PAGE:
From the moment you realize that you are pregnant, you look forward to the D-Day. Once the initial exhilaration of having a newborn in your arms sinks in, it is generally followed by worrying – about pretty much everything.
You might be constantly concerned whether your baby is reaching all the developmental milestones. One of the milestones a new mother looks out for is when her baby will begin to crawl and eventually walk. You might not be sure how you could help your tiny tot in achieving it: should you push him/her? And if you do, when should you stop?
So, here we bring you a list of reasons why you shouldn’t be worrying about your little one not crawling. And, also those that can be a cause for concern:
1. Feet Curved Inward
At times, babies might have their feet partially curved inward. Since they are cramped inside the womb, it takes a little bit of time to completely stretch out. This phenomenon is referred to as “unfolding” (1). If this natural unfolding doesn’t happen by the time the baby is ready to roll on his/her belly, it can impede some of the regular movements, including the ability to crawl. Consult a pediatrician and check whether the baby’s curvature is within normal limits. If the tiny one’s bones are flexible, the doctor can easily set it right.
2. Feet Too Flat
The shape of the baby’s foot can hinder a baby’s crawling and walking abilities. Babies having flat feet is pretty common. But it usually doesn’t remain that way for long. Toddler’s feet naturally start forming an arch by the age of three. So, having too flat a foot can delay his/her crawling as the ankles might begin to bend inward. No treatment is prescribed until the age of three. However, should the condition remain unresolved after that, consult a doctor and check for available treatment options.
3. Not Enough Belly Time
Considered as one of the primary reasons for a delay in crawling, getting enough tummy-time is imperative. Due to the fear of Sudden Infant Death Syndrome (SIDS), babies are constantly made to lie on their backs to reduce the risk (2). In such cases, the babies often go directly from toddling to sitting and don’t really have a crawling phase. You can always choose to lay your toddler on his/her back while sleeping or napping but provide him/her with enough supervised tummy-time throughout the day.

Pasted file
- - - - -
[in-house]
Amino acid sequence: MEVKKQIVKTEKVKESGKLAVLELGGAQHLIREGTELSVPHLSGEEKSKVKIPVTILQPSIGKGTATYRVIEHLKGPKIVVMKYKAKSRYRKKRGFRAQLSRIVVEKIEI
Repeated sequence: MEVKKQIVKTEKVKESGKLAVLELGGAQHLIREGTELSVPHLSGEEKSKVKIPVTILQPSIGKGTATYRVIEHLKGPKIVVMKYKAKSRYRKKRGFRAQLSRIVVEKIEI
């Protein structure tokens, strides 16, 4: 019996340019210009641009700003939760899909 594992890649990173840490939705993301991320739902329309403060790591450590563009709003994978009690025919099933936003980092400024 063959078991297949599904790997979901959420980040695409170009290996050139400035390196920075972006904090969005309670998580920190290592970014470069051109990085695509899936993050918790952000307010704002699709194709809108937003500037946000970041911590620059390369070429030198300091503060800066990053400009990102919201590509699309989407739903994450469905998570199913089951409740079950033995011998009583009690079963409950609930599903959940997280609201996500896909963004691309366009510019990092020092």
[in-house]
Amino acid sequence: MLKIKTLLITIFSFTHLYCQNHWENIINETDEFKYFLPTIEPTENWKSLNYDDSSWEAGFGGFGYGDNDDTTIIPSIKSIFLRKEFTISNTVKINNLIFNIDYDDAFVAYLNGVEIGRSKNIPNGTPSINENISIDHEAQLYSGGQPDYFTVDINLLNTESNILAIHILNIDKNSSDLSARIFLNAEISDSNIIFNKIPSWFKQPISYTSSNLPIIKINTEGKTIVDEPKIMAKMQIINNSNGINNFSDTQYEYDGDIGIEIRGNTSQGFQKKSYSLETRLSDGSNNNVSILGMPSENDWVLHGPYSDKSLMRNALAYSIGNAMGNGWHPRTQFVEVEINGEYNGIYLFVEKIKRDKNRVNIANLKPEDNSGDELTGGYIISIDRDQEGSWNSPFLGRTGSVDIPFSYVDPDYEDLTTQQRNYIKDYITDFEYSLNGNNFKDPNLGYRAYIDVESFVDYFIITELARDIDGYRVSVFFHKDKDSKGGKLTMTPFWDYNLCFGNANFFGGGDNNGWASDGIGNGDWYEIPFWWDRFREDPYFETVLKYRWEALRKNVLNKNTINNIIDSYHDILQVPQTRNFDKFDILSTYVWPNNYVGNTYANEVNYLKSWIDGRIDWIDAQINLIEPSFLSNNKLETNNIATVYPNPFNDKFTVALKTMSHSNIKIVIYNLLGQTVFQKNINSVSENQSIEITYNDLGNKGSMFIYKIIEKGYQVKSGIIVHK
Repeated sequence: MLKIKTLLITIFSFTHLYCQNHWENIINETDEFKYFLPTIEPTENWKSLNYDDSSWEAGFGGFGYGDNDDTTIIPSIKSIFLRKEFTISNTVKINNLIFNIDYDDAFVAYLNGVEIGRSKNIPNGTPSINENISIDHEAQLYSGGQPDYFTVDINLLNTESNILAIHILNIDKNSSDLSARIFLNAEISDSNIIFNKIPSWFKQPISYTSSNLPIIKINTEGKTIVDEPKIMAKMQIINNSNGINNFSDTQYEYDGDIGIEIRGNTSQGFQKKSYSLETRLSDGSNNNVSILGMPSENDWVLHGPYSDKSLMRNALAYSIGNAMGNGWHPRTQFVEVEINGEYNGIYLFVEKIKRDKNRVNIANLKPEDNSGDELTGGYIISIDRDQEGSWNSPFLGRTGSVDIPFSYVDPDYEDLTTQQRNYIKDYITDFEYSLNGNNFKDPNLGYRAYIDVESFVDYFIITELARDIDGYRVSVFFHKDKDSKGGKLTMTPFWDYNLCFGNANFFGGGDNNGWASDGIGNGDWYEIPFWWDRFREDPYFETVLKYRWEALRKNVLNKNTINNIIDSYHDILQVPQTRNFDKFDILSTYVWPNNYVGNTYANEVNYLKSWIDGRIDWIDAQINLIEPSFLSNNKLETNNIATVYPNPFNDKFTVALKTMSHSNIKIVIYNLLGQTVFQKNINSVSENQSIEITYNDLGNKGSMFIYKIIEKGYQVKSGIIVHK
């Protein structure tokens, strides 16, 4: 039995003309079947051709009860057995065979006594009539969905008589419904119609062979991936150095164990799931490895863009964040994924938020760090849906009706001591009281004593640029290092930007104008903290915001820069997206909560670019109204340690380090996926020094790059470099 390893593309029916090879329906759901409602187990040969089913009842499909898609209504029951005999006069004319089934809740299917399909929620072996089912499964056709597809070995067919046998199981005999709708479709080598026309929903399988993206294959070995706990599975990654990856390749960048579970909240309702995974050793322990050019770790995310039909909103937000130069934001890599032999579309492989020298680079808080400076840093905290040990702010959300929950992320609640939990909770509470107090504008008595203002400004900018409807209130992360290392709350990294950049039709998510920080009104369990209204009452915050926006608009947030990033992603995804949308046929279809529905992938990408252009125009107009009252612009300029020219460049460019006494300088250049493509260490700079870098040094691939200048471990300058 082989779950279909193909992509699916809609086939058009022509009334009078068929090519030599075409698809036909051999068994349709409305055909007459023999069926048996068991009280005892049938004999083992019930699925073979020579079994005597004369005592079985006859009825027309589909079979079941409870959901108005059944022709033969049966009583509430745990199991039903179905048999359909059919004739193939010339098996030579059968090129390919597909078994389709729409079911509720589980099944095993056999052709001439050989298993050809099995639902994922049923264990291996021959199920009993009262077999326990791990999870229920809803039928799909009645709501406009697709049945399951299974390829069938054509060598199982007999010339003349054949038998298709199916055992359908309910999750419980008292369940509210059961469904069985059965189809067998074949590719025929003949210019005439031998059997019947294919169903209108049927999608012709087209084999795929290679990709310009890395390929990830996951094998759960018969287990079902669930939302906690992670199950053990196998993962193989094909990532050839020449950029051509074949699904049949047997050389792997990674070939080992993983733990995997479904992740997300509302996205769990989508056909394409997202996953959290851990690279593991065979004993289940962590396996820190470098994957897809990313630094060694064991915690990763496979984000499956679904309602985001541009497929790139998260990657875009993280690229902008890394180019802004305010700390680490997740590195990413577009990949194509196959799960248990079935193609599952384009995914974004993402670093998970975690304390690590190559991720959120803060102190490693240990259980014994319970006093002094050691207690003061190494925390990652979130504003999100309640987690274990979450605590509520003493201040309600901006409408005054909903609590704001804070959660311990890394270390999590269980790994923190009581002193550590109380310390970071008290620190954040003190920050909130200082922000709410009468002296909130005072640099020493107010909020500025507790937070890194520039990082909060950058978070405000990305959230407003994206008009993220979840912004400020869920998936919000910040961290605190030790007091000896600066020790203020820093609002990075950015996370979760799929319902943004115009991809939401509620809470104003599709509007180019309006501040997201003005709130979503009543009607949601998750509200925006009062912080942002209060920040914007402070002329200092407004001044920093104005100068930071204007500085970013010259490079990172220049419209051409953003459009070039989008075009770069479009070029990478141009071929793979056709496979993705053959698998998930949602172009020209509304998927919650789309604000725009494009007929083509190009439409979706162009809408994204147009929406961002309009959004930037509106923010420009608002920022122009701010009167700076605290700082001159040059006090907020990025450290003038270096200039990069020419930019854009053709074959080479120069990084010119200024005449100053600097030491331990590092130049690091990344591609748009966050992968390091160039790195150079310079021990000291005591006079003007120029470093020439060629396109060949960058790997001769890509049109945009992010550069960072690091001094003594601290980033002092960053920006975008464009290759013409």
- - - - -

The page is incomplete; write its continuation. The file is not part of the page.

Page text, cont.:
4. Not Given A Chance To Attempt
Sometimes, babies are picked up more often than needed, as in the case of joint families. Such babies rarely get an opportunity to explore and strengthen their muscle movements. It is advisable to refrain from picking babies up frequently. Instead, let them venture out into activity areas or parks, once in a while. This can help build their confidence in their ability to do things on their own.
5. Moves But In Other Ways
One thing that most doctors agree with is that if the baby shows other body movements, even if not crawling, then there is nothing to worry about. The other ways can include rolling, sitting up sans falling, or moving forward using arms, etc. Suppose your baby isn’t moving so much, you can always encourage him/her by stretching the legs, supporting him/her to sit up, etc.
Might Be A Cause Of Concern:
Hypertonicity, or stiffening of legs, can seriously hamper a child’s mobility. This occurs when his/her muscles are too tight. Not only is this a physical issue, but is also related to brains and nerves. Probably, the only time a baby’s muscles relax is during sleep time. The good news is that babies are still young and can easily remap their brain functioning. However, consult a pediatrician if you have a suspicion. He/she can suggest you a few physical therapies.
2. Weak Leg Muscles
Babies can have muscles that aren’t toned enough or are weak. It not only depends on physical strength but can also have an underlying central nervous system issue. Babies with weak muscles can face more difficulties in moving their body. If you notice your baby struggling to stay put on his/her belly or can’t stay in table-top position, you can begin with a simple muscle-strengthening exercise. But, if you notice a bigger problem, call a doctor.
3. Late In Other Milestones Too
If your baby has achieved all other milestones and is only delayed in terms of crawling, it is nothing to worry about. Be it rolling on the back, getting into a crawling pose, sitting up, or probably trying to stand with or without support. However, if you find that your baby is delayed in terms of other milestones too, meet a pediatrician immediately.
Now that we have broken it down for you, you know what to do! Usually, there is nothing to worry about. So, keep looking out for the signs without getting worked up, and things should just be fine!